Reviews

Dog the Bounty Hunter: The Best of Season 2

Leigh H. Edwards (Rating: 7; Extras: 2)

Dog is not just a patriarch, he's a franchise. There's lots of Dog merchandise, and most relatives wear T-shirts or hats with the imposing logo.


Dog the Bounty Hunter

Distributor: A&E
Cast: Duane "Dog" Chapman, Beth Smith, Leland Chapman, Tim Chapman, Duane Lee Chapman
Subtitle: The Best of Season 2
US Release Date: 2006-03-28
Amazon affiliate
Amazon

Dog is back and as growly as ever. See him in all his glory on seven of his favorite episodes on Dog the Bounty Hunter: The Best of Season 2. We get the same high speed chases mixed with redemption scenes we saw on the Season One DVD, as he stalks his prey in Hawaii (and sometimes in Colorado), then instructs his bail-bond jumpers to change their ways, get off drugs, stop beating up their wives, and find God. While he's a season older, his long blond mullet with a pompadour (which defies gravity, really) is still raucous. Back too are his steel-toed cowboy boots and beloved family, headed by fourth wife Beth, who owns the bail bond company, and several of his kids. The action is zippy, the bonding is quippy, and the Dogisms are still trippy. And the ride is again worth it.

What distinguishes this season from the last is the increased focus on the family. Each episode follows Dog as he gets his bail jumper, with time for bonding, practical jokes, philosophical speeches about what family means, and how to think about the family business. Which just so happens to be a violent, adrenaline-rush, mace-fueled chaos. As in the first season, it is amusing and jarring to see Dog go from slamming a drug dealer against a car to teaching his daughter how to vacuum (he has an odd, OCD-style obsession with vacuum cleaners, which he used to sell before his bounty hunting days).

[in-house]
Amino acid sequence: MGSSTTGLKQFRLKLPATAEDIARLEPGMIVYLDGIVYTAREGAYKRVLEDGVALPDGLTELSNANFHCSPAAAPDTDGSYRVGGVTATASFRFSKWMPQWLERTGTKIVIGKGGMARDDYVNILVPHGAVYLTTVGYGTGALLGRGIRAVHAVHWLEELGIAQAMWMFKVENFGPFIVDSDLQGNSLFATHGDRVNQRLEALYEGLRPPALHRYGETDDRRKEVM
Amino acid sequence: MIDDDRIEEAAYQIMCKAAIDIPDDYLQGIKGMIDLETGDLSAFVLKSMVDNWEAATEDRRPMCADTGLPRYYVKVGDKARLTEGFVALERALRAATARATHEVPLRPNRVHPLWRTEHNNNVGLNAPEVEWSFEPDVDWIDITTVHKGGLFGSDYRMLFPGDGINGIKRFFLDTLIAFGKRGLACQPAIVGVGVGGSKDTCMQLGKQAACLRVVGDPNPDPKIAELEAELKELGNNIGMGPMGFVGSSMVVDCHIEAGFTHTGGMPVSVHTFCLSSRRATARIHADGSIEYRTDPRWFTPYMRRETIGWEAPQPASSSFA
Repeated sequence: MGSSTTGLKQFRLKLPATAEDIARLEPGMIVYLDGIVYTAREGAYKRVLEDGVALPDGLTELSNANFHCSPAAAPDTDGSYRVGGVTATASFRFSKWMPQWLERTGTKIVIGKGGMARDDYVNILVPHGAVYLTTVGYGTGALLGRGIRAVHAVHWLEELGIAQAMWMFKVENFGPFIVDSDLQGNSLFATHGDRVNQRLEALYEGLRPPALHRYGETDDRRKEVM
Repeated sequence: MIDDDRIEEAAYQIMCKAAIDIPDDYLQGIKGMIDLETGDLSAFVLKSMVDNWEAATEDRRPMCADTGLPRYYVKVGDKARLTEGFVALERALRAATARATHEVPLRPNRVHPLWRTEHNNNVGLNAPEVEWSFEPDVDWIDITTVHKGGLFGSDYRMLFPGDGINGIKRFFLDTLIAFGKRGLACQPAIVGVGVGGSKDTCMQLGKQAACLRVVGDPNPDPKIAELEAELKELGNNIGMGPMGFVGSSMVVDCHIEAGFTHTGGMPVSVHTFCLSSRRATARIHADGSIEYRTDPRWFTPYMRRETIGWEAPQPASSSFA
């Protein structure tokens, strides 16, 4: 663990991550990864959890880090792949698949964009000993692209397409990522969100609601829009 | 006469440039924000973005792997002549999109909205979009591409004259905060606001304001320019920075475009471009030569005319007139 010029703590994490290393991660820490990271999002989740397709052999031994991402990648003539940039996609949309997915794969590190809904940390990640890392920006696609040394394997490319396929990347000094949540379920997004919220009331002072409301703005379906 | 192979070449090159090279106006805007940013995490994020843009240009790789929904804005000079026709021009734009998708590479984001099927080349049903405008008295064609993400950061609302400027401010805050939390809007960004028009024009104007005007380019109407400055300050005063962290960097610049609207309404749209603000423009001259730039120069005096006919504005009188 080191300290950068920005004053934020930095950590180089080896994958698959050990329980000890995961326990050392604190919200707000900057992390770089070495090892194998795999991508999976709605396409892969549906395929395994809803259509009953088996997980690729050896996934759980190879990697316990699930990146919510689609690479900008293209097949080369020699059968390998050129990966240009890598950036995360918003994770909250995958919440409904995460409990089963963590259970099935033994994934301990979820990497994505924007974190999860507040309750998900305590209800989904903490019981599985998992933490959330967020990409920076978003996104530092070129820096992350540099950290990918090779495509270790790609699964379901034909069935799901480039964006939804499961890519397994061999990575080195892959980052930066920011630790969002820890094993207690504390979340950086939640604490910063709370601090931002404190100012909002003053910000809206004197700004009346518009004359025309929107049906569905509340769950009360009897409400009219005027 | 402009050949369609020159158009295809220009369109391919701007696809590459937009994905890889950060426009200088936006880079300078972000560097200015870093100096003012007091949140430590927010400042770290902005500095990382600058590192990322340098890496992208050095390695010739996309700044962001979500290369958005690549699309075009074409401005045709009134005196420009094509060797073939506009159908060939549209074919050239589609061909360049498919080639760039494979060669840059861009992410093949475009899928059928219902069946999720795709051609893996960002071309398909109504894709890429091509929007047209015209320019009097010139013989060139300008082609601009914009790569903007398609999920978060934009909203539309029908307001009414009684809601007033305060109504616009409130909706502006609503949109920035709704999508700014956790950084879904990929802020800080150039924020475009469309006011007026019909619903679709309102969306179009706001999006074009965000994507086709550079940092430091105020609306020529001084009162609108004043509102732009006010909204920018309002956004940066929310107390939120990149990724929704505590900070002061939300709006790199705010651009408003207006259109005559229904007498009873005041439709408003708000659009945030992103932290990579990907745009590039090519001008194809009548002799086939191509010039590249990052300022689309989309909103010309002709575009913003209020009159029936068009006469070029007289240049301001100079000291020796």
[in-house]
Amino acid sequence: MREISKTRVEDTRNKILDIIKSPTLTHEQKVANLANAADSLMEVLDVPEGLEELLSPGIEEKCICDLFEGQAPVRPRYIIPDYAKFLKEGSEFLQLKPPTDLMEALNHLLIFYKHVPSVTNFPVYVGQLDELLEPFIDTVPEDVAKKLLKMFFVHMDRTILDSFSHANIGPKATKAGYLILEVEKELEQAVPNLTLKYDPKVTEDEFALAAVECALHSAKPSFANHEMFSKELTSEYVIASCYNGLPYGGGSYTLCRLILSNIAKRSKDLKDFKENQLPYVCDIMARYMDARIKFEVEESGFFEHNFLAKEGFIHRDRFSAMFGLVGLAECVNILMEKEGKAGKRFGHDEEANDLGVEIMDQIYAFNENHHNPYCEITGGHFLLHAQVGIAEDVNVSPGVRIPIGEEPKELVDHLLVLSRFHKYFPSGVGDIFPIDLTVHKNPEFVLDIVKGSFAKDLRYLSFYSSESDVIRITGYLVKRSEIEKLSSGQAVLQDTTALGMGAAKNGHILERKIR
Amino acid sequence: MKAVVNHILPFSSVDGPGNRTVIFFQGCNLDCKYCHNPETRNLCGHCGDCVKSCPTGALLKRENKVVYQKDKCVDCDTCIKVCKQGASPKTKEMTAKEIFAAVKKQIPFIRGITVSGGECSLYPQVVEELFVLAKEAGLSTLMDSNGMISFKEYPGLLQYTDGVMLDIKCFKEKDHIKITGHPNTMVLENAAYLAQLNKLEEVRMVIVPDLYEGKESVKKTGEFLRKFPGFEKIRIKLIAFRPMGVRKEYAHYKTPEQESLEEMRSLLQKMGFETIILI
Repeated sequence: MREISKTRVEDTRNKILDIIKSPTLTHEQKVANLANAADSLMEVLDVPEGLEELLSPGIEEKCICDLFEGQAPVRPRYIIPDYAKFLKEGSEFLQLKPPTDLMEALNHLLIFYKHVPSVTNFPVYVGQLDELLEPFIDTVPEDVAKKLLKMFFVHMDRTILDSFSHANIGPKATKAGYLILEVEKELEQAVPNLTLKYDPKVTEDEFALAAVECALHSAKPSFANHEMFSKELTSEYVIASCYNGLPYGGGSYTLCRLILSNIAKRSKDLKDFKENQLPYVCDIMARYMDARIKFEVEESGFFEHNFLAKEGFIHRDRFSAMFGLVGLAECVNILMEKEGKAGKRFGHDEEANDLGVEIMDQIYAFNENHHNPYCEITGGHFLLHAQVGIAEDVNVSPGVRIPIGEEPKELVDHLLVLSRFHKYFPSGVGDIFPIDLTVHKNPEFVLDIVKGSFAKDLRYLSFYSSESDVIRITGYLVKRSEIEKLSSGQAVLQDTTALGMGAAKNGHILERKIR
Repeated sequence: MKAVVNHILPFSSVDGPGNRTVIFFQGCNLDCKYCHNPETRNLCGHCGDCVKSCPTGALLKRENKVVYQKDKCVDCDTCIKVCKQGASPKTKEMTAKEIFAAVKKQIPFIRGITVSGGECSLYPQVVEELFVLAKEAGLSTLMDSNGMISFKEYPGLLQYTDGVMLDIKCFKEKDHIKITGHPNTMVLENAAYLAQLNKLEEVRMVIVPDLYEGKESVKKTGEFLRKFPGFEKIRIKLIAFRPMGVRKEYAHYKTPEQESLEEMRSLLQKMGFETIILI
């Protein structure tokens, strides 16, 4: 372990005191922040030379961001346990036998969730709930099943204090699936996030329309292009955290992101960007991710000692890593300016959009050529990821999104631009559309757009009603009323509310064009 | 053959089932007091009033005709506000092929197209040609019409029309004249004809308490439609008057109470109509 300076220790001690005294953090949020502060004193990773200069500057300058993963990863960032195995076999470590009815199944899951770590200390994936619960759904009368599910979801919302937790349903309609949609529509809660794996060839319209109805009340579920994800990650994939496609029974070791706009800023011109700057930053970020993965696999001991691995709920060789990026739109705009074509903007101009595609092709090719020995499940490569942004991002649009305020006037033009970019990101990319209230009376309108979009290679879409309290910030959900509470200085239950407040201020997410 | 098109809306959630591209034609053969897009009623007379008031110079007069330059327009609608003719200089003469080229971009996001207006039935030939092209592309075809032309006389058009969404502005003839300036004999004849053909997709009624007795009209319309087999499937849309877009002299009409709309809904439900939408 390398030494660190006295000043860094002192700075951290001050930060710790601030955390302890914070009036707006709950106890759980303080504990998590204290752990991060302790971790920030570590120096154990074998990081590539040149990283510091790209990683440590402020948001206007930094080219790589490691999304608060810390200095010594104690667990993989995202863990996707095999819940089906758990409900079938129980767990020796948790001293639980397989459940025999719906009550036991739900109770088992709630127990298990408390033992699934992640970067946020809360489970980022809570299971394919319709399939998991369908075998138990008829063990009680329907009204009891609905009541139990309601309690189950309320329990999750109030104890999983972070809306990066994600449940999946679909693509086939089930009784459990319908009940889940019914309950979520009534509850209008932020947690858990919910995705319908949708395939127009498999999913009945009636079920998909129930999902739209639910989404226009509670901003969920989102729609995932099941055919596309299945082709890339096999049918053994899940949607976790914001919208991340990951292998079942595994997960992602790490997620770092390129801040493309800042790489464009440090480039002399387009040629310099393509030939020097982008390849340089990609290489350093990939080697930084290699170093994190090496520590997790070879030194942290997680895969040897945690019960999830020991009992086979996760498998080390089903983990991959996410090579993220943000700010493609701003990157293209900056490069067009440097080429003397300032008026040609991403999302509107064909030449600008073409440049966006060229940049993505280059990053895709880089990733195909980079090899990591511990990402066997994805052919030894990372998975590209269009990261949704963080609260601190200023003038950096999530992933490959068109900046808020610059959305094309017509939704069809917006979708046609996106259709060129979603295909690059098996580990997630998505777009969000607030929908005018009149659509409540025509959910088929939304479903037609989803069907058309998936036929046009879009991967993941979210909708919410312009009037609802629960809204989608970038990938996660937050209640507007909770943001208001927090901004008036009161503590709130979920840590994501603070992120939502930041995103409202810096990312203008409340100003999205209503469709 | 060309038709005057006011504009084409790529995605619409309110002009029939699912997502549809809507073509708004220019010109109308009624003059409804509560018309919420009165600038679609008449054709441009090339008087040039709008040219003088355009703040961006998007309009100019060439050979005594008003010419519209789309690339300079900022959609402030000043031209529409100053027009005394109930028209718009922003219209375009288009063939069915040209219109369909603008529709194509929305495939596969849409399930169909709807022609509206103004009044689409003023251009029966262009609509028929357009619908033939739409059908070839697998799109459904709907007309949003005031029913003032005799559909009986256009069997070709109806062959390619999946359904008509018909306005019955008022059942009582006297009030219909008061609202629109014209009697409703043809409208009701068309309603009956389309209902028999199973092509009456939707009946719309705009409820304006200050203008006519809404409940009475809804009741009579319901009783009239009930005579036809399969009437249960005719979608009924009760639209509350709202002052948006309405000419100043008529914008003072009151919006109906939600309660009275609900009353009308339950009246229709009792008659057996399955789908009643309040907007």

We get a better sense here of what it means to mix family and business. Beth, presiding over a blended brood that includes her two young kids with Dog (Bonnie and "Gary Boy"), as well as her tweenage daughter from a previous marriage, is always ready to take in Dog's 12 adult children when they want to live there for a while, but they all have to be a part of the business in one way or another. As Beth says, "Everyone who lives at our house works, even the kids." Their tasks, mostly gendered, range from being on the strike team to going through files to babysitting and keeping house.

Committed to "making a difference," Dog holds it all together. "Dog II: Son of Dog" chronicles how his first-born, Duane Lee Chapman, Jr., came back to the fold to work; Duane Lee says, "I want to make a difference again." In "Baby's Back in Town," Dog's ninth child, "Baby Lyssa," whom he has not seen in six years, comes to live with them, a teenaged single mother bringing her infant daughter. Dog explains, in a direct address to the camera, a technique that heightens the sense of emotional intimacy, that he raised her until she was eleven, and then she went to live with her mom in Alaska. Crying when speaking of his granddaughter, he says, "Another little bounty hunter has come to the Chapman family." Lyssa, also weeping, says her father's house has always been like this, full of people and kids. She says, "I kick myself for all the years I was away from this."